Certainly, the best way to demonstrate how the enhanced version of the "Loader" class works is through a concrete example. Therefore, bearing that concept in mind, below I included an easy-to-grasp code snippet, which uses the static "load()" method of the class to include the two sample PHP files that you saw at the beginning of the article.
Here's the example:
// example of usage of the recursive loader class
// prepare path to search for the specified file
$path = $_SERVER['DOCUMENT_ROOT'] . '/path';
// try to load the first specified file
// try to load the second specified file
/* displays the following
This file has been loaded with the Loader class.
This file has been loaded at the following time 22:18:21
That was pretty simple to code and read, wasn't it? As you can see, now the sample files have been successfully included by the above script, without having to spawn an unnecessary instance of the "Loader()" class.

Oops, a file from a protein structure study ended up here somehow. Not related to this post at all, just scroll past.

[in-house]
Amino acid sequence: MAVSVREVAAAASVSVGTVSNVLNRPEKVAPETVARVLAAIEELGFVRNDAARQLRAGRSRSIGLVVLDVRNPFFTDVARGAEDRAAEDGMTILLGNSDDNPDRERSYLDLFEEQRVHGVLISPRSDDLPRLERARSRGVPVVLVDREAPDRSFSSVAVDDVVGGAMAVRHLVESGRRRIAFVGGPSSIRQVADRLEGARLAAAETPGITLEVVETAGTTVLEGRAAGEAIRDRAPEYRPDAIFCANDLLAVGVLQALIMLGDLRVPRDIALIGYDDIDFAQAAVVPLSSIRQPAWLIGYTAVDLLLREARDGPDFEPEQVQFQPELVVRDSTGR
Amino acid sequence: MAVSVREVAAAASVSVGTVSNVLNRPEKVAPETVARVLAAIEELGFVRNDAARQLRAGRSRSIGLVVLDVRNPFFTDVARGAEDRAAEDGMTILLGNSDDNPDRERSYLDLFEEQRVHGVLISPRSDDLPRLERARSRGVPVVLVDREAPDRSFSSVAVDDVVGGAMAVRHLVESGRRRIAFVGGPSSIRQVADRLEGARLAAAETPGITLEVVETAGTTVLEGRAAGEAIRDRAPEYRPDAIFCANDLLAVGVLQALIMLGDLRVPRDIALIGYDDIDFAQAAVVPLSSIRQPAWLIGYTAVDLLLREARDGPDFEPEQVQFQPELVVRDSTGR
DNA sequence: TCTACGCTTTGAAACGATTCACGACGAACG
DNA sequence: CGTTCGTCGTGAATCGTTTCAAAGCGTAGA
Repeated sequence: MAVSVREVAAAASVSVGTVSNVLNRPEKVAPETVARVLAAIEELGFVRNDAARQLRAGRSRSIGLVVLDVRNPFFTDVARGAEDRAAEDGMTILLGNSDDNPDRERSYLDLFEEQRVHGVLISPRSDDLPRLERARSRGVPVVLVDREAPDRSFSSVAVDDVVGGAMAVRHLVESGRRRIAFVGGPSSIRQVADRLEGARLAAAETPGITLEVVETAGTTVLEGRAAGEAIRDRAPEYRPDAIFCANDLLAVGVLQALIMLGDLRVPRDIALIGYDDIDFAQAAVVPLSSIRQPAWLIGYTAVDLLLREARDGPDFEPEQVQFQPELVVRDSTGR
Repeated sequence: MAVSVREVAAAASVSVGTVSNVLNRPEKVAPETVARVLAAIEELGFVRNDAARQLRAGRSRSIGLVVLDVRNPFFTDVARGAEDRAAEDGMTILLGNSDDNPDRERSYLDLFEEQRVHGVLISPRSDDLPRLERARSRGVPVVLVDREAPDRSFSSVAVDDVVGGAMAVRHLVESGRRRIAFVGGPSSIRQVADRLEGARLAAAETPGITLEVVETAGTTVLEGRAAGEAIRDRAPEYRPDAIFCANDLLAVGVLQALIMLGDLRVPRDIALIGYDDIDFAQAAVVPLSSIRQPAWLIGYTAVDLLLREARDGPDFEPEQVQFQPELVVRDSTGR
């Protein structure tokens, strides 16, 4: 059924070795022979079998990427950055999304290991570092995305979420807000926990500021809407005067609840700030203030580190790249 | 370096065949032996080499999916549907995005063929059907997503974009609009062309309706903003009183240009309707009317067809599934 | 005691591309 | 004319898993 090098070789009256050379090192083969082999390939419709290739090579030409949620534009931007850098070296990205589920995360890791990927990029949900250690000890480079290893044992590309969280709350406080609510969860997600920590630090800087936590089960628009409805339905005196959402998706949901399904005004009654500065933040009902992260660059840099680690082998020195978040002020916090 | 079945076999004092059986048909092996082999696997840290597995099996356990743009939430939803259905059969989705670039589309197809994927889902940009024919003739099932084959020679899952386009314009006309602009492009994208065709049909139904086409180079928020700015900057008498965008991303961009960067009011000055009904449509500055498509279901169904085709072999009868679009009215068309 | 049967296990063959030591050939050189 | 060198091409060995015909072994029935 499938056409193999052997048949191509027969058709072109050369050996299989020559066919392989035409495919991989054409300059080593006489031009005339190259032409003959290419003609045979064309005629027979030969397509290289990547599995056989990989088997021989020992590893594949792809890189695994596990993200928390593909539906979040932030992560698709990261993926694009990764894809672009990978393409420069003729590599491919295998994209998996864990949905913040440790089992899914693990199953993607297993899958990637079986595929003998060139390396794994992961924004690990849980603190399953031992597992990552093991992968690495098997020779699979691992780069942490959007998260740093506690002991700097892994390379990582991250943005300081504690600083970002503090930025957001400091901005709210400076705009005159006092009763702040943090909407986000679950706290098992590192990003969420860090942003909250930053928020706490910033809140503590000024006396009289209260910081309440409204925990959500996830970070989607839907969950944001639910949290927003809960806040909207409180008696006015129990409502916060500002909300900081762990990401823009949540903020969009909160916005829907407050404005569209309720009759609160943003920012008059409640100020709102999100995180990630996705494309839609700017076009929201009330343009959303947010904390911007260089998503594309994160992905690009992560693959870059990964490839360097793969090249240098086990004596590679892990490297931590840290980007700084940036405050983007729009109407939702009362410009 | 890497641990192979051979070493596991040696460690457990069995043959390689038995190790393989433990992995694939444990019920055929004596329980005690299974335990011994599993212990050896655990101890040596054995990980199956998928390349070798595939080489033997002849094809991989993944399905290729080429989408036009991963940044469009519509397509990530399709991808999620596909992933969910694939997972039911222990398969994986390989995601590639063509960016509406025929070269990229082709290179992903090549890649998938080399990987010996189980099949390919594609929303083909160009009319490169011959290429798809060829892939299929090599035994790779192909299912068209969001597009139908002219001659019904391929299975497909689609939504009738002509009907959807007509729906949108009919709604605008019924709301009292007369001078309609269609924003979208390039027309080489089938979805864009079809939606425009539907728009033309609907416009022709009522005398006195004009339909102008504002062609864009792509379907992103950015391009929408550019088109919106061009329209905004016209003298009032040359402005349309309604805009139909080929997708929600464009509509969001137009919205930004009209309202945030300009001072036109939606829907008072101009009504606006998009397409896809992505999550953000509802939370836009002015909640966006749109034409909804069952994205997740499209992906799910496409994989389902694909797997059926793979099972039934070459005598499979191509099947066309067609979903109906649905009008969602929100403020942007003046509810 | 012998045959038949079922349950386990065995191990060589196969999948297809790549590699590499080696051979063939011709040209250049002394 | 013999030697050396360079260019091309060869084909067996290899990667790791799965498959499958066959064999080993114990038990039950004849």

In this particular case, I decided to feed the method with a fictional starting path to look for those files, but as homework for you, I suggest you try using different paths and changing their locations to see how the class behaves in each case. The experience will be pretty instructive, and also fun.
That's all for the moment. In this fifth installment of the series I explained how to create a small -- yet efficient -- file loader class, but in this particular case, no instances of it need to be spawned to include a targeted file, thanks to the implementation of a static recursive loading method.
Also, as you may have noticed, the loader class developed so far doesn't use the "__autoload()" magic function included with PHP 5. So, it's time to take advantage of it, don't you think? Therefore, in the upcoming article I'm going to discuss how to build a file loading program using this handy function.
As usual, here's my final suggestion: don't miss the next part!
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